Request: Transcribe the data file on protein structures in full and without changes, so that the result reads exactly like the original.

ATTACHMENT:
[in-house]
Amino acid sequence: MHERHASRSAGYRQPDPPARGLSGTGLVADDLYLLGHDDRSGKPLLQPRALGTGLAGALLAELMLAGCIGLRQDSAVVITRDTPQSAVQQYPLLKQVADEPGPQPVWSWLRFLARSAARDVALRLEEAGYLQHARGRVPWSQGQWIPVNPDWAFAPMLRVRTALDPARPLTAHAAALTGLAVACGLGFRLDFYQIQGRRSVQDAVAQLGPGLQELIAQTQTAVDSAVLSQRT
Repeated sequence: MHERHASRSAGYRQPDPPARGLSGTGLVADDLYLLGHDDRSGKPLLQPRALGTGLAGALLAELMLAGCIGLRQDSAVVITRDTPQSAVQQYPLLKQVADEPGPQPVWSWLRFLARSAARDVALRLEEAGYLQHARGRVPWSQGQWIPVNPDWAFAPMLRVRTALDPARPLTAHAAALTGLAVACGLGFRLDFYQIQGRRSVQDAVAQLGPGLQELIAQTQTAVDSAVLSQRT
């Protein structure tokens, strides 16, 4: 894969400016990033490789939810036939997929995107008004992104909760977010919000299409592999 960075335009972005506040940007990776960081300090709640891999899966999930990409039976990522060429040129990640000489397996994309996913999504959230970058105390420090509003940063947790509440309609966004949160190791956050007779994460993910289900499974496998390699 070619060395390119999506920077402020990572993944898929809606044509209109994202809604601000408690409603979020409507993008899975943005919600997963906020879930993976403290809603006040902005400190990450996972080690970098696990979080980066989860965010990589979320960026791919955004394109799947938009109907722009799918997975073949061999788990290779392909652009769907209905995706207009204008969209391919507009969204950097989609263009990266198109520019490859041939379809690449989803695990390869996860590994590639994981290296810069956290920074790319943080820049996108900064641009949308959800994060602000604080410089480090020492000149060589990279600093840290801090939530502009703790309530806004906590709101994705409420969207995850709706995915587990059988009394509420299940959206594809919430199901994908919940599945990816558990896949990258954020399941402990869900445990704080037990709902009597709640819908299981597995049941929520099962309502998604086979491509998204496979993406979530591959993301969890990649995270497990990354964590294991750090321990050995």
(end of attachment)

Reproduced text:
[in-house]
Amino acid sequence: MHERHASRSAGYRQPDPPARGLSGTGLVADDLYLLGHDDRSGKPLLQPRALGTGLAGALLAELMLAGCIGLRQDSAVVITRDTPQSAVQQYPLLKQVADEPGPQPVWSWLRFLARSAARDVALRLEEAGYLQHARGRVPWSQGQWIPVNPDWAFAPMLRVRTALDPARPLTAHAAALTGLAVACGLGFRLDFYQIQGRRSVQDAVAQLGPGLQELIAQTQTAVDSAVLSQRT
Repeated sequence: MHERHASRSAGYRQPDPPARGLSGTGLVADDLYLLGHDDRSGKPLLQPRALGTGLAGALLAELMLAGCIGLRQDSAVVITRDTPQSAVQQYPLLKQVADEPGPQPVWSWLRFLARSAARDVALRLEEAGYLQHARGRVPWSQGQWIPVNPDWAFAPMLRVRTALDPARPLTAHAAALTGLAVACGLGFRLDFYQIQGRRSVQDAVAQLGPGLQELIAQTQTAVDSAVLSQRT
């Protein structure tokens, strides 16, 4: 894969400016990033490789939810036939997929995107008004992104909760977010919000299409592999 960075335009972005506040940007990776960081300090709640891999899966999930990409039976990522060429040129990640000489397996994309996913999504959230970058105390420090509003940063947790509440309609966004949160190791956050007779994460993910289900499974496998390699 070619060395390119999506920077402020990572993944898929809606044509209109994202809604601000408690409603979020409507993008899975943005919600997963906020879930993976403290809603006040902005400190990450996972080690970098696990979080980066989860965010990589979320960026791919955004394109799947938009109907722009799918997975073949061999788990290779392909652009769907209905995706207009204008969209391919507009969204950097989609263009990266198109520019490859041939379809690449989803695990390869996860590994590639994981290296810069956290920074790319943080820049996108900064641009949308959800994060602000604080410089480090020492000149060589990279600093840290801090939530502009703790309530806004906590709101994705409420969207995850709706995915587990059988009394509420299940959206594809919430199901994908919940599945990816558990896949990258954020399941402990869900445990704080037990709902009597709640819908299981597995049941929520099962309502998604086979491509998204496979993406979530591959993301969890990649995270497990990354964590294991750090321990050995």